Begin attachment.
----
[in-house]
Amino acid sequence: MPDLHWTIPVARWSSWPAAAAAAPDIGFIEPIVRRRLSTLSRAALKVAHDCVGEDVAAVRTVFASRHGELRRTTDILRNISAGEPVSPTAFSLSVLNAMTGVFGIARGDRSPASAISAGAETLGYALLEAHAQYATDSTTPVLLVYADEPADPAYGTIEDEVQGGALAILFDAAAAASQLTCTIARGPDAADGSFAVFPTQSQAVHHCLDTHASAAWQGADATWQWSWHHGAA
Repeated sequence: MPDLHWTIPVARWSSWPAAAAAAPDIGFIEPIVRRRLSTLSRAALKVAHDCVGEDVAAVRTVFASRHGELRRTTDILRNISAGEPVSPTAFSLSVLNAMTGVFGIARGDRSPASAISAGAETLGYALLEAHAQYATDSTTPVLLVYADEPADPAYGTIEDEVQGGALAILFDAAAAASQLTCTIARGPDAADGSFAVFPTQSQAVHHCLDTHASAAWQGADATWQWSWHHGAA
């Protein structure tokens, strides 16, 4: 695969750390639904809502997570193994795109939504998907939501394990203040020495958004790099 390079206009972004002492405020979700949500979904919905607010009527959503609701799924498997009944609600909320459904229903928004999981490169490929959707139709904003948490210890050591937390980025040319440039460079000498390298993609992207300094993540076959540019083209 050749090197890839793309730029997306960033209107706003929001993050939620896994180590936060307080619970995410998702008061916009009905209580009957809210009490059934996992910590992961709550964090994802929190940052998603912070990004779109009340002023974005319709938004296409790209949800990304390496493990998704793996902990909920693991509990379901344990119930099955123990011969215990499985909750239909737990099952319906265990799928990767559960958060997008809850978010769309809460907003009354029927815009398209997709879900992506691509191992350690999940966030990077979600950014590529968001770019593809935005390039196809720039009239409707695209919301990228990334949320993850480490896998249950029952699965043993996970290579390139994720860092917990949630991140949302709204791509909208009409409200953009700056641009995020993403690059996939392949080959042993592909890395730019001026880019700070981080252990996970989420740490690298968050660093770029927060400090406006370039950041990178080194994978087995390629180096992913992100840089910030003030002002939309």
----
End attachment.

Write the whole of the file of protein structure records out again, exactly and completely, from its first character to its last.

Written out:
[in-house]
Amino acid sequence: MPDLHWTIPVARWSSWPAAAAAAPDIGFIEPIVRRRLSTLSRAALKVAHDCVGEDVAAVRTVFASRHGELRRTTDILRNISAGEPVSPTAFSLSVLNAMTGVFGIARGDRSPASAISAGAETLGYALLEAHAQYATDSTTPVLLVYADEPADPAYGTIEDEVQGGALAILFDAAAAASQLTCTIARGPDAADGSFAVFPTQSQAVHHCLDTHASAAWQGADATWQWSWHHGAA
Repeated sequence: MPDLHWTIPVARWSSWPAAAAAAPDIGFIEPIVRRRLSTLSRAALKVAHDCVGEDVAAVRTVFASRHGELRRTTDILRNISAGEPVSPTAFSLSVLNAMTGVFGIARGDRSPASAISAGAETLGYALLEAHAQYATDSTTPVLLVYADEPADPAYGTIEDEVQGGALAILFDAAAAASQLTCTIARGPDAADGSFAVFPTQSQAVHHCLDTHASAAWQGADATWQWSWHHGAA
């Protein structure tokens, strides 16, 4: 695969750390639904809502997570193994795109939504998907939501394990203040020495958004790099 390079206009972004002492405020979700949500979904919905607010009527959503609701799924498997009944609600909320459904229903928004999981490169490929959707139709904003948490210890050591937390980025040319440039460079000498390298993609992207300094993540076959540019083209 050749090197890839793309730029997306960033209107706003929001993050939620896994180590936060307080619970995410998702008061916009009905209580009957809210009490059934996992910590992961709550964090994802929190940052998603912070990004779109009340002023974005319709938004296409790209949800990304390496493990998704793996902990909920693991509990379901344990119930099955123990011969215990499985909750239909737990099952319906265990799928990767559960958060997008809850978010769309809460907003009354029927815009398209997709879900992506691509191992350690999940966030990077979600950014590529968001770019593809935005390039196809720039009239409707695209919301990228990334949320993850480490896998249950029952699965043993996970290579390139994720860092917990949630991140949302709204791509909208009409409200953009700056641009995020993403690059996939392949080959042993592909890395730019001026880019700070981080252990996970989420740490690298968050660093770029927060400090406006370039950041990178080194994978087995390629180096992913992100840089910030003030002002939309």